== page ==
Ardmore Studios sale opposed by crowds at public meeting in Bray
Minister tells public meeting his ‘priority’ is to keep film making in Co Wicklow
Over the years a number of blockbusters and television series have been made at Ardmore including Braveheart (pictured) My Left Foot; Excalibur and in more recent times The Tudors; Moone Boy and Penny Dreadful.
Almost 500 people gathered at a public meeting in Bray, Co Wicklow on Wednesday night to express concern for the future of 400 job Ardmore Studios, which has been put up for sale as a going concern.
Workers at the studios, joined chief executive of the Irish Film Board James Hickey , Minister for State Andrew Doyle, TDs Pat Casey and John Brady and local councillors to hear calls for the Government to block the sale by using its 32 per cent holding in Ardmore.
The majority shareholders in Ardmore Studios, Ossie Kilkenny and Paul McGuinness, have owned 68 percent of the studios for almost 30 years . While bookings are said to be extremely healthy, and the studios profitable, the duo last year decided to sell the premises as a going concern.
In a series of contributions nearly every speaker called on the Government to honour its commitment to developing Ireland as a centre for creative arts and block the sale using its shareholding which is held by Enterprise Ireland.
Addressing the gathering at the meeting Mr Doyle gave a commitment that as long as he was a public representative “my priority is that film making remains in Bray and Co Wicklow”.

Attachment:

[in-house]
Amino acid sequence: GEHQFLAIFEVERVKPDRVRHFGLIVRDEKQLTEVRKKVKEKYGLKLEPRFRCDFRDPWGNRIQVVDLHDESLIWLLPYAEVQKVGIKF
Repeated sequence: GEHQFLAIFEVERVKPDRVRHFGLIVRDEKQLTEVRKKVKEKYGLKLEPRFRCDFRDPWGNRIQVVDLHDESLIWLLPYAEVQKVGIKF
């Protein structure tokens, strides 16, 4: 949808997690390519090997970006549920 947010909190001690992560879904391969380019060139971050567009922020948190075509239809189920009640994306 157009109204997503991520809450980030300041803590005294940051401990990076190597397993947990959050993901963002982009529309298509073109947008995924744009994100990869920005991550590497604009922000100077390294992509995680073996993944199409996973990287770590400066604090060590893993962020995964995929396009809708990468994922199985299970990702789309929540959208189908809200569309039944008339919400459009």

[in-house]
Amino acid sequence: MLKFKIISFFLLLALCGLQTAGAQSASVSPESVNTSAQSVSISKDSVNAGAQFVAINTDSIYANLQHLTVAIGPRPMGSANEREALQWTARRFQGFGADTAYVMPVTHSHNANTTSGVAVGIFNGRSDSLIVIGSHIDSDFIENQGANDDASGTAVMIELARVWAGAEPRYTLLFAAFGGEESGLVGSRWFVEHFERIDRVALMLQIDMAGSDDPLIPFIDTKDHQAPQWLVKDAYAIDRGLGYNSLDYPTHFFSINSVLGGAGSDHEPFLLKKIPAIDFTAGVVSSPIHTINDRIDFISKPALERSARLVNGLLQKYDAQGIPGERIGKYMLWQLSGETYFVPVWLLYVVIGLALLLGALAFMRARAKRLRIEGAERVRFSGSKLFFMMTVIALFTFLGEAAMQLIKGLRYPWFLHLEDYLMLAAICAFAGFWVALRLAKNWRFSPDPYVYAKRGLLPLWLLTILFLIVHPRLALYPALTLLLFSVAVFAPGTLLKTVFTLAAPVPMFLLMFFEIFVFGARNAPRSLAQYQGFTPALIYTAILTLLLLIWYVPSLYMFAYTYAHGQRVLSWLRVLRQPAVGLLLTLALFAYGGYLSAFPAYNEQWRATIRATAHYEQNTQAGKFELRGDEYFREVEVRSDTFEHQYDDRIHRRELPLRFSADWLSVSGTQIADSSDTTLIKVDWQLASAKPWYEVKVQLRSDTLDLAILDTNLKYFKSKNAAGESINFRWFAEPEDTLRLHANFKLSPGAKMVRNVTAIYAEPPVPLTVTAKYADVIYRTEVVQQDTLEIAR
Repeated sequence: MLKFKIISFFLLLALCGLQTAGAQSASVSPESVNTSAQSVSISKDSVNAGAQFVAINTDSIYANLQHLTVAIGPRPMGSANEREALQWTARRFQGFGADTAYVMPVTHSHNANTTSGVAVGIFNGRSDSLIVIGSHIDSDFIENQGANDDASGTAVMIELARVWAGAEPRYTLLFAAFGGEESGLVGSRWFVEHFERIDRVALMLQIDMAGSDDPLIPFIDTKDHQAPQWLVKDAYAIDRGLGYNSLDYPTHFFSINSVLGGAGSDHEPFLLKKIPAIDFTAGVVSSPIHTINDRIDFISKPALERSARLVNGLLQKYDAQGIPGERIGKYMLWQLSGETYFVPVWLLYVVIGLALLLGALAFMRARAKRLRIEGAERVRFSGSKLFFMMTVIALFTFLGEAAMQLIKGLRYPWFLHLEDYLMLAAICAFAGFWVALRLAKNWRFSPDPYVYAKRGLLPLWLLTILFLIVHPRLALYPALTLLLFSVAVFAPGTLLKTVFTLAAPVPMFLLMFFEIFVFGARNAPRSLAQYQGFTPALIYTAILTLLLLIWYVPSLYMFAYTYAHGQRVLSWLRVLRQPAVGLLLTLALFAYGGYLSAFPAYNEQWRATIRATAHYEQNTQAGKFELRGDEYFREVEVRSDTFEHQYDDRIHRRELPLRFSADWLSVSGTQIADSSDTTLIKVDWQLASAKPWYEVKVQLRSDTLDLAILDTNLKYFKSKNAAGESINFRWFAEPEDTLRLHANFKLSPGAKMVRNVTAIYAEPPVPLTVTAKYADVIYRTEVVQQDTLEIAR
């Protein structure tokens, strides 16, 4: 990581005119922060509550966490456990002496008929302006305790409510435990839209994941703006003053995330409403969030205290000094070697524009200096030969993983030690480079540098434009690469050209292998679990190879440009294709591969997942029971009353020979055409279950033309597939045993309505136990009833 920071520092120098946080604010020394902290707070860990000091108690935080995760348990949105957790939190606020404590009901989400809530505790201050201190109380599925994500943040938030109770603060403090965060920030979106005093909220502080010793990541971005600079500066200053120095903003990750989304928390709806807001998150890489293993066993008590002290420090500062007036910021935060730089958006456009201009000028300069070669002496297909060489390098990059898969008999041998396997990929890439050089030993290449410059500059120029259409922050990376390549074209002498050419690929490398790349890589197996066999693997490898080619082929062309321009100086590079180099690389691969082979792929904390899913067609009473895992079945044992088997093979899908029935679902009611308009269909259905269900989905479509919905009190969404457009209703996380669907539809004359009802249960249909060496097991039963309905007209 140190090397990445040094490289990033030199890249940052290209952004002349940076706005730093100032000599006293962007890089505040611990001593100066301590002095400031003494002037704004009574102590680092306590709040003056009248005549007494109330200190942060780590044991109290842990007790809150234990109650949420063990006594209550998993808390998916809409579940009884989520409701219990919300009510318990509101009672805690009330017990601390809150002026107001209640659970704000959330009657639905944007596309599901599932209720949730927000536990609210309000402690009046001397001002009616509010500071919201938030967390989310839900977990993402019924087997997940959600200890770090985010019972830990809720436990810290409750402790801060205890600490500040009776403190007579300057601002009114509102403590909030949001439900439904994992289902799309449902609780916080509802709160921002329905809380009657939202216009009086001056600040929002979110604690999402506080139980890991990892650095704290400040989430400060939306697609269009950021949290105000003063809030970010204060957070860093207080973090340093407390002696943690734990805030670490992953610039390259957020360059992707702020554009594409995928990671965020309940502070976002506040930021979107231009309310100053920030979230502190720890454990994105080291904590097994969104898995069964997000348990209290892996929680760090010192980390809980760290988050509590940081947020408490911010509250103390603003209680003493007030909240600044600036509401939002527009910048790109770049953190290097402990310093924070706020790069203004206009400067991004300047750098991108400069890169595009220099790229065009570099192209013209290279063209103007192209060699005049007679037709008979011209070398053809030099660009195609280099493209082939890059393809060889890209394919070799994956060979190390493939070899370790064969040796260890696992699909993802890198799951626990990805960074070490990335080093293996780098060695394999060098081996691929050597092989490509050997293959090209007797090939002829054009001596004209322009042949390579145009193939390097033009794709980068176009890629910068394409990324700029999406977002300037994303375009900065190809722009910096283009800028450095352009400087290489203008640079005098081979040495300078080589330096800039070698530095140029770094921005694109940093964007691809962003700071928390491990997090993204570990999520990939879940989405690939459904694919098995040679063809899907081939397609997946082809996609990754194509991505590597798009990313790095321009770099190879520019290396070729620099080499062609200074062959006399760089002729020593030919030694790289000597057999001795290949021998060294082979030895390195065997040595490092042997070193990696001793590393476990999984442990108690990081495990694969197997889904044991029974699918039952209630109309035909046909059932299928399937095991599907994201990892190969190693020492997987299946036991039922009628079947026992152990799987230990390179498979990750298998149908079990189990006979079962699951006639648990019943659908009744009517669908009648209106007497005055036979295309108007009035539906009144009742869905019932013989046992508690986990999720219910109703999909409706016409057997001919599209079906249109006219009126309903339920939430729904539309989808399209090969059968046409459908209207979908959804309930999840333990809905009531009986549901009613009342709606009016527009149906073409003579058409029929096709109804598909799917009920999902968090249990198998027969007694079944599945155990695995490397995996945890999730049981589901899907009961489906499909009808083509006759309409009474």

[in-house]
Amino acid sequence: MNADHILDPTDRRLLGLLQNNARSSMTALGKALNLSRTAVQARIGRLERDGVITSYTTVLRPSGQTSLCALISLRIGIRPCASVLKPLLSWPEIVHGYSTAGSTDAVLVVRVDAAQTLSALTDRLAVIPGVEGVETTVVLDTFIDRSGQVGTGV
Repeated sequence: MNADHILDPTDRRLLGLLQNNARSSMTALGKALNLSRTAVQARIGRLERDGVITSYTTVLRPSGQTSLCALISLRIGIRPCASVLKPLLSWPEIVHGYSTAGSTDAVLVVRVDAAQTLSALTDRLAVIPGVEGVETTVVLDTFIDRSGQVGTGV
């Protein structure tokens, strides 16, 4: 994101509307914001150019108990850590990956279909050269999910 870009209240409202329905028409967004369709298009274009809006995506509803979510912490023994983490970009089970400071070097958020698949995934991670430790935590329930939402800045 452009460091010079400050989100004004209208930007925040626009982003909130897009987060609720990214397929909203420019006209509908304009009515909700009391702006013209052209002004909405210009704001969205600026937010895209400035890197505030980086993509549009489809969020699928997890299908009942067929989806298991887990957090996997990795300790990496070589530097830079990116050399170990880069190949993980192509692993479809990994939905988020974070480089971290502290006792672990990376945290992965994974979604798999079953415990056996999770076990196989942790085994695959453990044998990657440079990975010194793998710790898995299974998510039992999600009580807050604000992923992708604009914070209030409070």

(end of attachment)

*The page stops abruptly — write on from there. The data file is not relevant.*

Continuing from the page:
He defended Enterprise Ireland’s commitment to the film industry and commented that “this is the only studios which Enterprise Ireland ownes a part of”.
Mr Brady, a Sinn Fein TD , said he was aware that Minister for Finance Michael Noonan had lobbied successfully for the former Dell plant in Limerick to be designated as a film studios.
He said he had met Minister for Jobs Mary Mitchell O’Connor and Arts Heather Humphreys and while Ms Mitchell O’Connor had said Ardmore could not be sold while the Government retained its shareholding and used it as a veto, Ms Humphreys had confirmed the State’s interest in getting a fair price for a sale. Mr Brady said he had tried to raise the issue in the Dail with the Taoiseach but did not get a reply. He was concerned there was a silent understanding the industry would move to Limerick.
Mr Casey, a Fianna Fail TD said the Government’s Action Plan for Jobs identified Co Wicklow as a centre for the film industry while the Government’s recent launch of plans to rejuvenate regions had also cited film industry jobs growth in Wicklow. He also noted potential competition from the former Dell site in Limerick and said the news that Ardmore was being sold had been given to public representatives “by email”.
Mr Hickey said the Irish Film Board was “wish to see Ardmore Studios remain as a location to come to, to shoot films. We have expressed this view to everyone who is prepared to come and listen to us”.
A number of local area councillors also expressed opposition to any attempt to rezone the studios for housing or other development.
A number of speakers from the workforce recalled a similar public meeting in Bray in 1982 when the future of the studios was then in doubt and to general applause many speakers vowed their campaign to retain film making in Bray would be again successful. A number of speakers expressed concern that Enterprise Ireland was working in consort with its partners to sell the premises and a call for the Government to make a statement of its position received sustained applause.
Over the years a number of blockbusters and television series have been made at Ardmore including Braveheart; My Left Foot; Excalibur and in more recent times The Tudors; Moone Boy and Penny Dreadful.
Productions at Ardmore have received 14 Oscars and numerous BAFTA, Golden Globe and Emmy awards.
The studios are currently recording the popular series Dancing With The Stars which is being shown on RTE television.